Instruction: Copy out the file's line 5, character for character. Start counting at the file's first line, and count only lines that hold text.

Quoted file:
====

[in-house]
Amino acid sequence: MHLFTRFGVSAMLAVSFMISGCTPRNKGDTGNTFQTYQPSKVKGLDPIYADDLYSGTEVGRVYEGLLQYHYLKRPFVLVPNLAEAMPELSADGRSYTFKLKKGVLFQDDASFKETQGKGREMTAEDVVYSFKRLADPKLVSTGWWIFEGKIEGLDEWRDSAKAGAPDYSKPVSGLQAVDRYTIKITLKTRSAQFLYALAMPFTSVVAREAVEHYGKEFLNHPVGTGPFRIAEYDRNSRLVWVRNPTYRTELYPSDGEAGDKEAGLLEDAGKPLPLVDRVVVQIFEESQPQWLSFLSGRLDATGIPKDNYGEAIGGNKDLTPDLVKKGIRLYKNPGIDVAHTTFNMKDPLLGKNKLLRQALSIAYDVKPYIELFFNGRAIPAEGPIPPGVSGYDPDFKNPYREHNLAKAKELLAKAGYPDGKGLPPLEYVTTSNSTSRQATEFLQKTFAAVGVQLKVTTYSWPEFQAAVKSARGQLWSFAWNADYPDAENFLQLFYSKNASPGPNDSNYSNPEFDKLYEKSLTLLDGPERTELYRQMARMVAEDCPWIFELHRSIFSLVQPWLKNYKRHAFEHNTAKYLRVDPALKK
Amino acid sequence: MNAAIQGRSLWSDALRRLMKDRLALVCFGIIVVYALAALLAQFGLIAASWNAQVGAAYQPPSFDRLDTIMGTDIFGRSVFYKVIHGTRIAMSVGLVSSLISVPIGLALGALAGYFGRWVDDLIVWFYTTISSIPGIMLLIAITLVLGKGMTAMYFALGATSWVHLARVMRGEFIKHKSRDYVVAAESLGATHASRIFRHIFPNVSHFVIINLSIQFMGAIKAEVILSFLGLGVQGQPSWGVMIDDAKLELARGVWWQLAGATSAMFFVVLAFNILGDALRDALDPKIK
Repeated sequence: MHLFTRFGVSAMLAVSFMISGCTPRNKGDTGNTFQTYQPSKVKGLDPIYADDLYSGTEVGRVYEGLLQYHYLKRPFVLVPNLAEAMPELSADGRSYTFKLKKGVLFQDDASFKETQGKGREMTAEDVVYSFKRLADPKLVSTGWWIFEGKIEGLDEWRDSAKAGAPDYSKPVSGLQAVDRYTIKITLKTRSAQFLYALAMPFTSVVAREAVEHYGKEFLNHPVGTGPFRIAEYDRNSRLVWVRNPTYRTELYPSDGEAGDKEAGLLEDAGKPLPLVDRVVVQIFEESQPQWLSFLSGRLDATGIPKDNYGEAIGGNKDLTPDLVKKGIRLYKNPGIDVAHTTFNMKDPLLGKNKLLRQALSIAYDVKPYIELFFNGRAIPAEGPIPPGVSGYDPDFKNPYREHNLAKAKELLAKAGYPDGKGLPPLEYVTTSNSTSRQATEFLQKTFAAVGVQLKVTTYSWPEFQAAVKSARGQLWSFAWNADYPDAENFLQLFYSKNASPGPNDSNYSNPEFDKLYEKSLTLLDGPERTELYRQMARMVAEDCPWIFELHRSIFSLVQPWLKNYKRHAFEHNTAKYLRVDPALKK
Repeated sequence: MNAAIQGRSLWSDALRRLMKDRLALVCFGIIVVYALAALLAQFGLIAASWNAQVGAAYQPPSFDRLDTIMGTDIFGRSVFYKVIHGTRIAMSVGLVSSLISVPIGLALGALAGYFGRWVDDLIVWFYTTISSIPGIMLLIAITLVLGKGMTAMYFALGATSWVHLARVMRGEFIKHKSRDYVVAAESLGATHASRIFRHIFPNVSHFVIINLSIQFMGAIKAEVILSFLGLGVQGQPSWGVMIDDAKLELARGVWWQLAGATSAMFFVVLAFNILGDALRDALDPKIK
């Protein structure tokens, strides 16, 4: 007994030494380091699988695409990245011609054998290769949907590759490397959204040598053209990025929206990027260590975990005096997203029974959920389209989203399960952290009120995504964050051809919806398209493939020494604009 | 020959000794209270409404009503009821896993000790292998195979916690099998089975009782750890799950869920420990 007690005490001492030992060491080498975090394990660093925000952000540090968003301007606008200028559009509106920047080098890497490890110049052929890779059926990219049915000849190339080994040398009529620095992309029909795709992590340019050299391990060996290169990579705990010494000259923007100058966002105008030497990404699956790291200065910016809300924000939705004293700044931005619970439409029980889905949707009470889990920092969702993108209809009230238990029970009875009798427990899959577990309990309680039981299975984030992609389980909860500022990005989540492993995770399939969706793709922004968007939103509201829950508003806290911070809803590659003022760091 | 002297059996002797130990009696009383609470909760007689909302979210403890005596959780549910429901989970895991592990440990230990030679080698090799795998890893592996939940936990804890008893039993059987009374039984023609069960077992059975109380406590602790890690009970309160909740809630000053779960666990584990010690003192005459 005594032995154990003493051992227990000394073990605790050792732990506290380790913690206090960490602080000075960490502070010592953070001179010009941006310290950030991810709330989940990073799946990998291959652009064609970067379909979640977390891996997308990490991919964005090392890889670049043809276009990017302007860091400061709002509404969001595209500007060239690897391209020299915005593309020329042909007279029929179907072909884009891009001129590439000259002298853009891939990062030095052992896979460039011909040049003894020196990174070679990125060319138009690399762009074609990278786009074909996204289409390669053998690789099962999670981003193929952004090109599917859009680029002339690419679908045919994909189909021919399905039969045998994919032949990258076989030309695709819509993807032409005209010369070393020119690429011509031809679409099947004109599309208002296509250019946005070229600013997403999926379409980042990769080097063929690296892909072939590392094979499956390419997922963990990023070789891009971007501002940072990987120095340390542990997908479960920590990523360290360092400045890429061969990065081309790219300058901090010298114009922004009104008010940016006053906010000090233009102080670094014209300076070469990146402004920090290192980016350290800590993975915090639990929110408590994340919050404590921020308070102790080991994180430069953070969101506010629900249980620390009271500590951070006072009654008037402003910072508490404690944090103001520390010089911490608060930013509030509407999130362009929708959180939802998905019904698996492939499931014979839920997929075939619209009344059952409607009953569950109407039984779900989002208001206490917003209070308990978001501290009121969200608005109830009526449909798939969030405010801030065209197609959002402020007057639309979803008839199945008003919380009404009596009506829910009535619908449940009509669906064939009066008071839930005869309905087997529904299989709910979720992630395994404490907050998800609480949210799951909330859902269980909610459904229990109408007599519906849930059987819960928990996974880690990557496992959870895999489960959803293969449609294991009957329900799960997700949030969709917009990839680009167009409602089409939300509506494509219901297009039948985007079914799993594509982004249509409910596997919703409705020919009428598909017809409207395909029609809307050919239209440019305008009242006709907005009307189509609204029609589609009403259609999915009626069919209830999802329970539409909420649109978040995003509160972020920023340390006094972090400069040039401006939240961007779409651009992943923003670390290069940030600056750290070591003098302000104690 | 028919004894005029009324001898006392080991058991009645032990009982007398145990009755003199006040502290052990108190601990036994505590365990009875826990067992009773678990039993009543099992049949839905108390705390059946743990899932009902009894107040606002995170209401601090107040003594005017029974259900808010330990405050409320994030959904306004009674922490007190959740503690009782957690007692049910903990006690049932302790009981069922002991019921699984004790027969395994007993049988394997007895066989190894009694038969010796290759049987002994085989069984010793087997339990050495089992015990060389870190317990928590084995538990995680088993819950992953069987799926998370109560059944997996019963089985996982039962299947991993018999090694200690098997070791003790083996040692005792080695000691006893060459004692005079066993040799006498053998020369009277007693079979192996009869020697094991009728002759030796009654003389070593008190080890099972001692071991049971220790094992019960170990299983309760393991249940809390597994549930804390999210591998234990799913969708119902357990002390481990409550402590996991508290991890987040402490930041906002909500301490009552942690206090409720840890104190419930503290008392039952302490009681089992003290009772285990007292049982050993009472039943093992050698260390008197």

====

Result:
Repeated sequence: MNAAIQGRSLWSDALRRLMKDRLALVCFGIIVVYALAALLAQFGLIAASWNAQVGAAYQPPSFDRLDTIMGTDIFGRSVFYKVIHGTRIAMSVGLVSSLISVPIGLALGALAGYFGRWVDDLIVWFYTTISSIPGIMLLIAITLVLGKGMTAMYFALGATSWVHLARVMRGEFIKHKSRDYVVAAESLGATHASRIFRHIFPNVSHFVIINLSIQFMGAIKAEVILSFLGLGVQGQPSWGVMIDDAKLELARGVWWQLAGATSAMFFVVLAFNILGDALRDALDPKIK